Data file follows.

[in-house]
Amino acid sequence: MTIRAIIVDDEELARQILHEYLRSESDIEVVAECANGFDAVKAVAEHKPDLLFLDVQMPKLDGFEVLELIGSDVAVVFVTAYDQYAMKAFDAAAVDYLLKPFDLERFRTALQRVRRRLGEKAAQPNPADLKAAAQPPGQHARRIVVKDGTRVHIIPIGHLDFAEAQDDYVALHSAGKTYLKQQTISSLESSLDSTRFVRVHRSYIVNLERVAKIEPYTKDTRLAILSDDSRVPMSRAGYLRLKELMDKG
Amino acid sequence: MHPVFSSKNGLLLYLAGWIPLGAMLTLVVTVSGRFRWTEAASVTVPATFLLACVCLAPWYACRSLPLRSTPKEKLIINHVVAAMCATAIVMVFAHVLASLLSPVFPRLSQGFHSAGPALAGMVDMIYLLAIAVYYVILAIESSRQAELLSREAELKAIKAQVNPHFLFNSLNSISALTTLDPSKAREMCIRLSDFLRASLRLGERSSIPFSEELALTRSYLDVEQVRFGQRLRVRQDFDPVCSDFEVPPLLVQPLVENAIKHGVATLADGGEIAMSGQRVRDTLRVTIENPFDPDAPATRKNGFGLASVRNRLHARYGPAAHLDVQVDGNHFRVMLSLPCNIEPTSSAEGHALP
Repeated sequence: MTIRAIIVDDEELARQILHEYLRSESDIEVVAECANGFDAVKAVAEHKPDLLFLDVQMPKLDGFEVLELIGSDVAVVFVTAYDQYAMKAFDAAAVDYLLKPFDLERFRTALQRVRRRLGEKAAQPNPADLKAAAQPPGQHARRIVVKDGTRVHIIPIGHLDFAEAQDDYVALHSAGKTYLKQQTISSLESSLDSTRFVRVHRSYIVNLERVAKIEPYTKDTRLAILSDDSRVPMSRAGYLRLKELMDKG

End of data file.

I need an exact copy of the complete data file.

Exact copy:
[in-house]
Amino acid sequence: MTIRAIIVDDEELARQILHEYLRSESDIEVVAECANGFDAVKAVAEHKPDLLFLDVQMPKLDGFEVLELIGSDVAVVFVTAYDQYAMKAFDAAAVDYLLKPFDLERFRTALQRVRRRLGEKAAQPNPADLKAAAQPPGQHARRIVVKDGTRVHIIPIGHLDFAEAQDDYVALHSAGKTYLKQQTISSLESSLDSTRFVRVHRSYIVNLERVAKIEPYTKDTRLAILSDDSRVPMSRAGYLRLKELMDKG
Amino acid sequence: MHPVFSSKNGLLLYLAGWIPLGAMLTLVVTVSGRFRWTEAASVTVPATFLLACVCLAPWYACRSLPLRSTPKEKLIINHVVAAMCATAIVMVFAHVLASLLSPVFPRLSQGFHSAGPALAGMVDMIYLLAIAVYYVILAIESSRQAELLSREAELKAIKAQVNPHFLFNSLNSISALTTLDPSKAREMCIRLSDFLRASLRLGERSSIPFSEELALTRSYLDVEQVRFGQRLRVRQDFDPVCSDFEVPPLLVQPLVENAIKHGVATLADGGEIAMSGQRVRDTLRVTIENPFDPDAPATRKNGFGLASVRNRLHARYGPAAHLDVQVDGNHFRVMLSLPCNIEPTSSAEGHALP
Repeated sequence: MTIRAIIVDDEELARQILHEYLRSESDIEVVAECANGFDAVKAVAEHKPDLLFLDVQMPKLDGFEVLELIGSDVAVVFVTAYDQYAMKAFDAAAVDYLLKPFDLERFRTALQRVRRRLGEKAAQPNPADLKAAAQPPGQHARRIVVKDGTRVHIIPIGHLDFAEAQDDYVALHSAGKTYLKQQTISSLESSLDSTRFVRVHRSYIVNLERVAKIEPYTKDTRLAILSDDSRVPMSRAGYLRLKELMDKG